Toronto welcomes back John Gibbons as manager after trading John Farrell to Boston for shortstop Mike Aviles, who was later flipped to Cleveland.. Meanwhile, the Bosox are undergoing a bit of an overhaul of their own after the debacle of the Bobby Valentine error last year. That's all that need be said.

Baltimore surprised a lot of people by earning a Wild Card last year, and upset 2-time AL Champ Texas to advance to the ALDS, only to fall to the Yankees. Buck Showalter has built winners everywhere he's gone (Yanks, Arizona, & Texas were his other stops), and maybe now he can take the next step with the Orioles and unseat the Yankees, who happen to be ripe for the picking.........

That's because the Bombers are a M*A*S*H unit in development. Alex Rodriguez isn't expected back until July, if at all. Mark Teixiera could be back in June, but faces the prospect of season-ending wrist surgery. Curtis Granderson will be back around May, but for insurance, the Yanks got Kevin Youkilis to cover for A-Roid and Brennan Boesch to sub for Granderson. I don't see why they don't try Travis Hafner at first base, which was his original position in Cleveland, unless his recent spate of injuries leaves him more of a defensive liability. Derek Jeter may not be ready for opening day, either, due to a balky ankle, but that seems to be the least of the Yankees' worries, really. If only they could figure out who follows CC Sabathia, Hiroki Kuroda, & Andy Pettite in the rotation.......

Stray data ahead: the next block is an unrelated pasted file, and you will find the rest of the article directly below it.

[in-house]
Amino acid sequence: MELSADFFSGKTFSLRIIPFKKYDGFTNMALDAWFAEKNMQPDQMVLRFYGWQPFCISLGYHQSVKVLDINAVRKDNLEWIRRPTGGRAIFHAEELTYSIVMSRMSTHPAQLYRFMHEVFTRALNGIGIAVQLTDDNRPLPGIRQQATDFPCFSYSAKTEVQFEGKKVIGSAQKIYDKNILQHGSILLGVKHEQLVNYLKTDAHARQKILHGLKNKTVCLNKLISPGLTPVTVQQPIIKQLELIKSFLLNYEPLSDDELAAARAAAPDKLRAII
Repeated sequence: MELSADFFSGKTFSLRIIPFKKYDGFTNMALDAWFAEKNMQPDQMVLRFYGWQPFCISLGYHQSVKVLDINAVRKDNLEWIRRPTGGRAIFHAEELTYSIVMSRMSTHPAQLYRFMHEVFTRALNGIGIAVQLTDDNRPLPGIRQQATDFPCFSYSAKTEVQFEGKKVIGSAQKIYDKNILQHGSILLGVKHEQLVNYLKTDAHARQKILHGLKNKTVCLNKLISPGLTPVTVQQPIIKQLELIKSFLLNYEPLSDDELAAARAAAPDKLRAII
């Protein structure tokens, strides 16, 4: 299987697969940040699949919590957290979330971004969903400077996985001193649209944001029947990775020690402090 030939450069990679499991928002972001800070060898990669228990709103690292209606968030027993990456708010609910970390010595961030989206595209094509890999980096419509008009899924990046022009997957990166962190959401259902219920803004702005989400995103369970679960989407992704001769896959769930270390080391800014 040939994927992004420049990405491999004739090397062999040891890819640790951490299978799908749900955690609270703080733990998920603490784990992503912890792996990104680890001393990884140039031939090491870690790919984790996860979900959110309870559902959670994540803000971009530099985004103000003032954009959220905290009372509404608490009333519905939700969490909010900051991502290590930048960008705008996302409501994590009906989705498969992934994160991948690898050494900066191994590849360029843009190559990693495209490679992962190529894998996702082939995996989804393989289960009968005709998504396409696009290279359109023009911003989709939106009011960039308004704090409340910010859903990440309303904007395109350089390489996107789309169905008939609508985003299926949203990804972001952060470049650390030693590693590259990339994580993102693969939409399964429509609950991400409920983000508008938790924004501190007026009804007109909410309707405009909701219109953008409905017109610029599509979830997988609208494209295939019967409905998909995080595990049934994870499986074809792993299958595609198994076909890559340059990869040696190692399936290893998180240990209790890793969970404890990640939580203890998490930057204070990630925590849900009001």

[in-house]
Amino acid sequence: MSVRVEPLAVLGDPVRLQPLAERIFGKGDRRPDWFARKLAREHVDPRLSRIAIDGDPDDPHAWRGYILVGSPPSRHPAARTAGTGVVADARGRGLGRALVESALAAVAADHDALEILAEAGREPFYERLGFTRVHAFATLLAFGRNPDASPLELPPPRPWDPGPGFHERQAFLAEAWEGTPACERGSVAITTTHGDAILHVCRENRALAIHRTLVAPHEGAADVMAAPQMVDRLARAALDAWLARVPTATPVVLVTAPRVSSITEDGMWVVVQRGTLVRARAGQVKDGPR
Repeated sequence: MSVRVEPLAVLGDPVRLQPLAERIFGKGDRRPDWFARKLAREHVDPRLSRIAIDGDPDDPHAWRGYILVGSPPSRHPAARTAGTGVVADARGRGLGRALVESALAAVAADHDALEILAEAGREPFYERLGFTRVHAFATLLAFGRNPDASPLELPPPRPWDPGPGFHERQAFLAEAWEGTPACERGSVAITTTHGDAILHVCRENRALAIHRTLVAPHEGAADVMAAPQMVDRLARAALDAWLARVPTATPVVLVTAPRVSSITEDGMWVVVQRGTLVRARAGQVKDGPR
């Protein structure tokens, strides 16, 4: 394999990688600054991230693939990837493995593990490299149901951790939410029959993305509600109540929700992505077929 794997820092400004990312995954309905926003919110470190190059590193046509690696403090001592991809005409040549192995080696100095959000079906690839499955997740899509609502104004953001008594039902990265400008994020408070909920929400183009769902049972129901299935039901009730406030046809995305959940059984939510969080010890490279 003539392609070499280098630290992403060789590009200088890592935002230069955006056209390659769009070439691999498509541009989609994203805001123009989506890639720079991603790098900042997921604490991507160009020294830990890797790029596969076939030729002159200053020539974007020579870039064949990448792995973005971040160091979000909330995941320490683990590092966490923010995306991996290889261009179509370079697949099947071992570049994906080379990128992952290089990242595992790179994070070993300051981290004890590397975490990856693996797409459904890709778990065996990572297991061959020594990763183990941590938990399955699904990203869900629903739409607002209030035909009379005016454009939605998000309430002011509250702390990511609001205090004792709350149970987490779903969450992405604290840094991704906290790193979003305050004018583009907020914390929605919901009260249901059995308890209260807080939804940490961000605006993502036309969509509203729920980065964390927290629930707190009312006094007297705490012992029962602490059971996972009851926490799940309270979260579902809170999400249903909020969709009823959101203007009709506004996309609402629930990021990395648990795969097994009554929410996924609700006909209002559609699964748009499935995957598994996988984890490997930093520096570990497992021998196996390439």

That leaves Tampa Bay, which foolishly let two of their best players go in James Shields & Wade Davis (Kansas City). Aside from Evan Longoria, who's left? BJ Upton's in Atlanta. They only brought back Carlos Pena as a rental, and now he's in Houston. This will be ugly and won't end well.

Projected order of finish:

1. Yankees.
2. Baltimore.
3. Toronto.
4. Tampa Bay.
5. Boston.

The way I see it: Baltimore noses out Toronto for a Wild Card berth, then collects a receipt on the Yankees.

We'll cover the AL Central in part 2.

Monday, March 18, 2013

Assessing the Yankees' chances in 2013: A Fan's Perspective

Not long ago, I wrote about the Mets' chances for possible post-season play in 2013, and I'd promised I'd do the Yankees as well. Here goes.

It's safe to say that despite the seemingly bottomless pit of money at their disposal, the Yankees aren't that much better off than the Mets in the grand scheme of things. The American League East's landscape is changing all around them, but it appeared during the offseason that the Bronx Bombers were reluctant to really make a splash.

Consider the subtractions. Catcher Russell Martin is in Pittsburgh. Reliever Rafael Soriano is in Washington. Outfielders Nick Swisher & Andruw Jones are in Cleveland and Japan, respectively, although presently, Jones is competing for the Netherlands in the World Baseball Classic. Backup infielder Ramiro Pena is in Atlanta. Outfielder/DH Raul Ibanez returned to Seattle. Considering that the Yankees have been ravaged by injuries of late, the reluctance to open the checkbook may come back to haunt them.